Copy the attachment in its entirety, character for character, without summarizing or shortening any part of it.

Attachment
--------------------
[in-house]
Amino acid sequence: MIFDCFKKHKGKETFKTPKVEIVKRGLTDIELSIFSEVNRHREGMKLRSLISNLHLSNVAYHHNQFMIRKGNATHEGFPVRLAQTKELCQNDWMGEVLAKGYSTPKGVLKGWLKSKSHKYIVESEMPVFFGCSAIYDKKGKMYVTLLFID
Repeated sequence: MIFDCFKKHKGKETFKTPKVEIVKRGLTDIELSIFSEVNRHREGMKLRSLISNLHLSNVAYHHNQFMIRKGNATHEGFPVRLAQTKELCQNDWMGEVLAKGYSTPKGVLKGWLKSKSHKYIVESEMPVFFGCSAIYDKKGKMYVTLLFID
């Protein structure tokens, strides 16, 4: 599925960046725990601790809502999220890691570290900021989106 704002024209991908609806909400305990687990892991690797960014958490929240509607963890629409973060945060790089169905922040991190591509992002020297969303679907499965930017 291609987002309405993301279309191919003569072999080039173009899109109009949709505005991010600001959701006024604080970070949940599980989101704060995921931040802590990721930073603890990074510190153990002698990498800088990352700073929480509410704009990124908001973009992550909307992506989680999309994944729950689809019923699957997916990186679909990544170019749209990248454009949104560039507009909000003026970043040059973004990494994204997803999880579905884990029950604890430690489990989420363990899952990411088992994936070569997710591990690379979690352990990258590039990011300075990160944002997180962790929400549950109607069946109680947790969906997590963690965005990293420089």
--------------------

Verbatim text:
[in-house]
Amino acid sequence: MIFDCFKKHKGKETFKTPKVEIVKRGLTDIELSIFSEVNRHREGMKLRSLISNLHLSNVAYHHNQFMIRKGNATHEGFPVRLAQTKELCQNDWMGEVLAKGYSTPKGVLKGWLKSKSHKYIVESEMPVFFGCSAIYDKKGKMYVTLLFID
Repeated sequence: MIFDCFKKHKGKETFKTPKVEIVKRGLTDIELSIFSEVNRHREGMKLRSLISNLHLSNVAYHHNQFMIRKGNATHEGFPVRLAQTKELCQNDWMGEVLAKGYSTPKGVLKGWLKSKSHKYIVESEMPVFFGCSAIYDKKGKMYVTLLFID
């Protein structure tokens, strides 16, 4: 599925960046725990601790809502999220890691570290900021989106 704002024209991908609806909400305990687990892991690797960014958490929240509607963890629409973060945060790089169905922040991190591509992002020297969303679907499965930017 291609987002309405993301279309191919003569072999080039173009899109109009949709505005991010600001959701006024604080970070949940599980989101704060995921931040802590990721930073603890990074510190153990002698990498800088990352700073929480509410704009990124908001973009992550909307992506989680999309994944729950689809019923699957997916990186679909990544170019749209990248454009949104560039507009909000003026970043040059973004990494994204997803999880579905884990029950604890430690489990989420363990899952990411088992994936070569997710591990690379979690352990990258590039990011300075990160944002997180962790929400549950109607069946109680947790969906997590963690965005990293420089």